BBC Airs Charlie Brooker's Gameswipe And It Is GoodS

Last night, the British Broadcasting Corporation aired Charlie Brooker's Gameswipe, a humorous (and informative!) look at the history and present of the video game, presented in the style of the broadcaster's Newswipe and Screenwipe. And it was quite good.

The 50 minute one-off program was part obligatory primer, explaining genre types like platformer, shoot 'em up and MMORPG, as well as giving ample screen time to retro titillating fare like Beat 'Em And Eat 'Em. But Gameswipe offered thoughtful insight into topics like the mainstream coverage of games, bad writing in games, and a brilliant guest editorial from comedian Dara O'Briain.

While the show succeeding in touching on mainstream paranoia about games, in a refreshing, non-self pitying way, it seemed to spend a bit too much time of overly violent fare. The amount of airtime given to games like Manhunt 2, Grand Theft Auto, 50 Cent: Blood on the Sand and, curiously, the new Wolfenstein seemed an odd choice.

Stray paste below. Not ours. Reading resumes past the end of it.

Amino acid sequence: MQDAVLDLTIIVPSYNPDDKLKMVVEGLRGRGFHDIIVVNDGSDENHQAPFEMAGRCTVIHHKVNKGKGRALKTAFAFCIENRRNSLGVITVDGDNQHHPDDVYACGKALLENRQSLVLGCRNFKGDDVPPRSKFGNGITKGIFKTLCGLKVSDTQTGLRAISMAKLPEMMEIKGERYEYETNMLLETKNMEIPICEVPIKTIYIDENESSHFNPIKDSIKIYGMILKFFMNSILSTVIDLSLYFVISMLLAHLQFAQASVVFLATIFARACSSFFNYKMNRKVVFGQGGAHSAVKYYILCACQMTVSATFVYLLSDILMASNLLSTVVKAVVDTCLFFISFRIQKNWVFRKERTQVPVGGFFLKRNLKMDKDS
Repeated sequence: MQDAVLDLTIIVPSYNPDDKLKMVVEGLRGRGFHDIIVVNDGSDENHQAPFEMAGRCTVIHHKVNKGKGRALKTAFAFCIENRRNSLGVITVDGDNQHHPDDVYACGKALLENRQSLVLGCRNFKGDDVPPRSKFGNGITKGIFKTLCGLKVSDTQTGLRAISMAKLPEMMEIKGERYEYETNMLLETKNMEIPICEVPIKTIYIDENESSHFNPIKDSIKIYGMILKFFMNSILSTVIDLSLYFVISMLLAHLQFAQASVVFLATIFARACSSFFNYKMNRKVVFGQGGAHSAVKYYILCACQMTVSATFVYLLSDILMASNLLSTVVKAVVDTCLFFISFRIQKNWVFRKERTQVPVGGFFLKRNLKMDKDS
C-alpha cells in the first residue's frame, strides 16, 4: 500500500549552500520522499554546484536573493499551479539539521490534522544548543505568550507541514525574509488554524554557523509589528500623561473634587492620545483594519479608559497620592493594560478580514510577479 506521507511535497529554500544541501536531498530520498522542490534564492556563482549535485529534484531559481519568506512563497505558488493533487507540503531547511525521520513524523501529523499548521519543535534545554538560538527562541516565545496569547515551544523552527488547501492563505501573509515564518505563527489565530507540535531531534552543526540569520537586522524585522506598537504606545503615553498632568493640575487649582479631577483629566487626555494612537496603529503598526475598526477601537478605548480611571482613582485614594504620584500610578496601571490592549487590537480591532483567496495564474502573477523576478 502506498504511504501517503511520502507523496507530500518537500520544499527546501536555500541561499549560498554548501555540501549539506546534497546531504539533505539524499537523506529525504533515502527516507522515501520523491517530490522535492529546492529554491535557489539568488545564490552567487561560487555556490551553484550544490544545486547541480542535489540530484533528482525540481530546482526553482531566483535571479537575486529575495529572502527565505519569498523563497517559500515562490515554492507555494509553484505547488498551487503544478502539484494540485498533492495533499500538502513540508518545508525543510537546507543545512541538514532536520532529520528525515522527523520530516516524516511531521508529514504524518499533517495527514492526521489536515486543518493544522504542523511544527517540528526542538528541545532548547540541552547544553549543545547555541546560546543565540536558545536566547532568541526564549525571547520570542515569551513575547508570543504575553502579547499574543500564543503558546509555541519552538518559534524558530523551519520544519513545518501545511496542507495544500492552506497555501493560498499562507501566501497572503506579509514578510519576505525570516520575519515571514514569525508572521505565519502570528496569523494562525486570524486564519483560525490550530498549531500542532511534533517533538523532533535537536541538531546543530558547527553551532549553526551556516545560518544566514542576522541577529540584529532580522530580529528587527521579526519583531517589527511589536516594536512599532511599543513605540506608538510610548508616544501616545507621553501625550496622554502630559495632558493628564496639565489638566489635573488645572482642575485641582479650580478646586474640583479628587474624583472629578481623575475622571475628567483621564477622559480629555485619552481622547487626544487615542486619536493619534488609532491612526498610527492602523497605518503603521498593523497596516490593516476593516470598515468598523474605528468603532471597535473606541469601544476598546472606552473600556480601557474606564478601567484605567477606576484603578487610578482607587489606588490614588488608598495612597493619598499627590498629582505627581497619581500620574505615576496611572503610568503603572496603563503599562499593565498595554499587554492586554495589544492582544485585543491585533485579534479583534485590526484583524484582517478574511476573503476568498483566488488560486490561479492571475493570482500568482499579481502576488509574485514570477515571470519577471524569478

The show hurried past more interesting games like Braid and Portal, ignoring some more important, more innovative entries in certain genres seemingly in favor of giving Wolfenstein more screentime. Mentions of less "important" niche games like Konami's self-parodying Parodius, the famously Engrish-ized Zero Wing and NEC's gaseous platformer Kato-chan and Ken-chan were cute, but the glossing over of games like StarCraft, Half-Life and others felt like holes.

But I'm nitpicking. The show was entertaining—far superior to the typical video game coverage on broadcast television—and worth watching, if you can access the BBC's iPlayer service. Me, I had to watch it on YouTube, which I'd recommend doing so sooner than later.

Charlie Brooker's Gameswipe [BBC]